Browse themes
About publications

Information for 17281IIED

Reframing the debate on urbanisation, rural transformation and food security

Cecilia Tacoli, Bill Vorley

Briefing, 4 pages

More than half the world’s population live in urban areas. Growing numbers of people in rural areas buy more food than they sell. Our food security narratives are outdated: urban dwellers are not all ‘over consumers’; rural communities are
not exclusively producers. For effective policymaking, the production-based debate on food security must adapt to consider how consumption and urbanisation are transforming rural spaces and economies, food systems and food security. It must focus on access, affordability, safety and nutrition for both rural and urban low-income groups. Policy can be informed by innovations in trade networks and governance systems that span urban and rural contexts. We are working with partners in Africa and Asia on an ambitious change initiative that will support an evidence-based shift in global food security narratives.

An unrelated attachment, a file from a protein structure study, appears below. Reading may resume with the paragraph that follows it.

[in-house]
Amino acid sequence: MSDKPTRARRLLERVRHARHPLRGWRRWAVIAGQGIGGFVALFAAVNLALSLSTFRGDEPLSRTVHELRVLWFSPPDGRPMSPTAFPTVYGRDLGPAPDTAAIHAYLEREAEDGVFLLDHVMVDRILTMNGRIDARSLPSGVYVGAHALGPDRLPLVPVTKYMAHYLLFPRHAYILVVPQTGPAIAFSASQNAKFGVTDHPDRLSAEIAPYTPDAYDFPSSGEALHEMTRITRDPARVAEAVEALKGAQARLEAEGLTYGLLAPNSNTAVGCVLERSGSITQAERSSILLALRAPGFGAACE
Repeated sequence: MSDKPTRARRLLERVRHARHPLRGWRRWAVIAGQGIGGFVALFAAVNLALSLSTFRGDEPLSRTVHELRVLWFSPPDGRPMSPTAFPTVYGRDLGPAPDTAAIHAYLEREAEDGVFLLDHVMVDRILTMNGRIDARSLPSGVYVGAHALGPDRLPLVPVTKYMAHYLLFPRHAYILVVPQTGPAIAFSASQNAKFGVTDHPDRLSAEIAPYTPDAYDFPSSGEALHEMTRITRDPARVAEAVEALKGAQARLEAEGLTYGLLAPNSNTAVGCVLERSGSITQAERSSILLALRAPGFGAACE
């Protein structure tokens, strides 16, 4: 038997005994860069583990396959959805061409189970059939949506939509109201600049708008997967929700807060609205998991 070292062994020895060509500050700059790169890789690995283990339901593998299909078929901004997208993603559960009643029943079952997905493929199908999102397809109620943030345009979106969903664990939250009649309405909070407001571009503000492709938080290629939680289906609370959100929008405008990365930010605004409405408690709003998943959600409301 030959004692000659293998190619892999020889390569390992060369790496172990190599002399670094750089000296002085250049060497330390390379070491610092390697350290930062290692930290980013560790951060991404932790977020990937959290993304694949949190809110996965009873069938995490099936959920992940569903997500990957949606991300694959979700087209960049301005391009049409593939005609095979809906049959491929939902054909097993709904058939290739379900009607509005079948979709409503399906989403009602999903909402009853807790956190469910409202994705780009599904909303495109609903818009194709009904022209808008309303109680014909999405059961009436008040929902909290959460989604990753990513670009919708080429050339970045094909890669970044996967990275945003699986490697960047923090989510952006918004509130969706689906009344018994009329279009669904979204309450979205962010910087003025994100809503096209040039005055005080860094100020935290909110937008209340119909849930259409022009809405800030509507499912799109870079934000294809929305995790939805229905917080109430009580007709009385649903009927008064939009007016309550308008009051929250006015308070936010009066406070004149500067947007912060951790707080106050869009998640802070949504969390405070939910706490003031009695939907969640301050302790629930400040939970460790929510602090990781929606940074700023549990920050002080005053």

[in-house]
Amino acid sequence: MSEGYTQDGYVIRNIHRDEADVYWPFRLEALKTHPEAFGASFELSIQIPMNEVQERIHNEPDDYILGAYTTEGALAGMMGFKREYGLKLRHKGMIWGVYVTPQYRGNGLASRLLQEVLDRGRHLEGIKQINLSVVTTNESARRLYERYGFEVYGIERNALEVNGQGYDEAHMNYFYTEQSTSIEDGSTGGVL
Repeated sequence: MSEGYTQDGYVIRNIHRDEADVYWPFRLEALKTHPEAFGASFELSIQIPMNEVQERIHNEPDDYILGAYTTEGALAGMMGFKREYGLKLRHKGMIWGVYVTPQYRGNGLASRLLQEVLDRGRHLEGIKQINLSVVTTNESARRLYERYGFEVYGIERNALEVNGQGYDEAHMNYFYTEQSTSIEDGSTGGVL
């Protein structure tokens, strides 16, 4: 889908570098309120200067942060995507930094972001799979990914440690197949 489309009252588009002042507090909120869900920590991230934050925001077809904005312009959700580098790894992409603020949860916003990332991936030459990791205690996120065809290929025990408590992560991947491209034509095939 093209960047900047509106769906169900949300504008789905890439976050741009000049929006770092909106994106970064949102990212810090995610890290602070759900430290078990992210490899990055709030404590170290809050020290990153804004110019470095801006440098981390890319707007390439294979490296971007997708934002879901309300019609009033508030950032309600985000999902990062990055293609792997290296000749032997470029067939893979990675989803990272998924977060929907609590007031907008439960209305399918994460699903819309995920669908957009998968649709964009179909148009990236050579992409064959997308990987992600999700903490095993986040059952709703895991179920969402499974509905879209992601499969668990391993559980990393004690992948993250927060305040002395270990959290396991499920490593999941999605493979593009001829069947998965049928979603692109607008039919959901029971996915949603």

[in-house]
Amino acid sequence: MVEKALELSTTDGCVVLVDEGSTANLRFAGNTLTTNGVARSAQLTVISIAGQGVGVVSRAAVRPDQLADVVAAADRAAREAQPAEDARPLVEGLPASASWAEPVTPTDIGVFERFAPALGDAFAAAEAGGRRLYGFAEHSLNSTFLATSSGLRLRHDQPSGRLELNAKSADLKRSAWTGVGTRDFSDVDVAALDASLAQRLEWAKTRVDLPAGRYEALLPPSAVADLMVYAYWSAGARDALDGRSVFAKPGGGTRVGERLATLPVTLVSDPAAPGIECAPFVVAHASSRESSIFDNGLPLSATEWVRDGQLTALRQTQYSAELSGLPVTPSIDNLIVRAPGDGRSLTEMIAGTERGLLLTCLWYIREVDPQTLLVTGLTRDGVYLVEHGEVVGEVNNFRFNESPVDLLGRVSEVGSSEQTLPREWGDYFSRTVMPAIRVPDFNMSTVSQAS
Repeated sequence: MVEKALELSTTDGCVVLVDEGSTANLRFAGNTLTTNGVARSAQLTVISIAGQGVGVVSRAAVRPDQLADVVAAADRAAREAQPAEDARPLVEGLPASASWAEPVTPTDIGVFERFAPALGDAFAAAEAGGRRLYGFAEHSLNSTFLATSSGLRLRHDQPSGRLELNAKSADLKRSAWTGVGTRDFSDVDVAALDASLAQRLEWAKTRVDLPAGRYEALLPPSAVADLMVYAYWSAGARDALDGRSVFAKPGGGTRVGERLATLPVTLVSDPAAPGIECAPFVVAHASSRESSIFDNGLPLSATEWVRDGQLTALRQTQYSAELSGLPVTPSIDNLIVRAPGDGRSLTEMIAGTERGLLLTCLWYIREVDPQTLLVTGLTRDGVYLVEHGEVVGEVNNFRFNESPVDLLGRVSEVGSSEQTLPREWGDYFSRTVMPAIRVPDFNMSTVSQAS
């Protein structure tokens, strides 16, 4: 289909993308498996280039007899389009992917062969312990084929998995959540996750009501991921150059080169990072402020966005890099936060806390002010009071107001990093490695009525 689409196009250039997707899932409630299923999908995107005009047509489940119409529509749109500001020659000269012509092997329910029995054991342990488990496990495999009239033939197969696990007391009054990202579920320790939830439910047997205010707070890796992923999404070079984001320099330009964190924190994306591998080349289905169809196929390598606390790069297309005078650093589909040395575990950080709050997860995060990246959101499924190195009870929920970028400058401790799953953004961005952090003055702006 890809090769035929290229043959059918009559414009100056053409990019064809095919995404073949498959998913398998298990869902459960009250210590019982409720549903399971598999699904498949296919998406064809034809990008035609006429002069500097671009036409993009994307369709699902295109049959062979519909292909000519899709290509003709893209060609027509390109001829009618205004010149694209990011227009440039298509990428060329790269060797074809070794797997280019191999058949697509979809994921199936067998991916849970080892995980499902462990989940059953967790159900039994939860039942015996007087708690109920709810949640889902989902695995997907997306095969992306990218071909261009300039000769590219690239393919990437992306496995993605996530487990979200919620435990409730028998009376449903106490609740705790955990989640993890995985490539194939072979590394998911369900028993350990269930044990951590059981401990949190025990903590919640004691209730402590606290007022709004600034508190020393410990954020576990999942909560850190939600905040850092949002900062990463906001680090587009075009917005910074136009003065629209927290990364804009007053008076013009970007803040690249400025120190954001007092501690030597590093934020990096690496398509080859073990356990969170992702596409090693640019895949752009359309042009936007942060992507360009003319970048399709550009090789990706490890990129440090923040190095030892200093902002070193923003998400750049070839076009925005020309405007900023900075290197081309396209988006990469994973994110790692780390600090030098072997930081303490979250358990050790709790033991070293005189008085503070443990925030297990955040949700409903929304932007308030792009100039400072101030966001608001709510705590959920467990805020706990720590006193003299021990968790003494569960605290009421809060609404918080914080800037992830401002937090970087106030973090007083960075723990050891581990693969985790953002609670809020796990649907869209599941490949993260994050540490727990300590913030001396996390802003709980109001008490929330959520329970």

Publication information

Download and Sharing

Free PDF 523k

Share with your network:

Project information

Low and irregular incomes are the root cause of urban food insecurity, but inadequate housing and basic infrastructure and limited access to services contribute to levels of malnutrition and food insecurity that are often as high if not higher than in rural areas.

More at www.iied.org:
Urban food security and consumption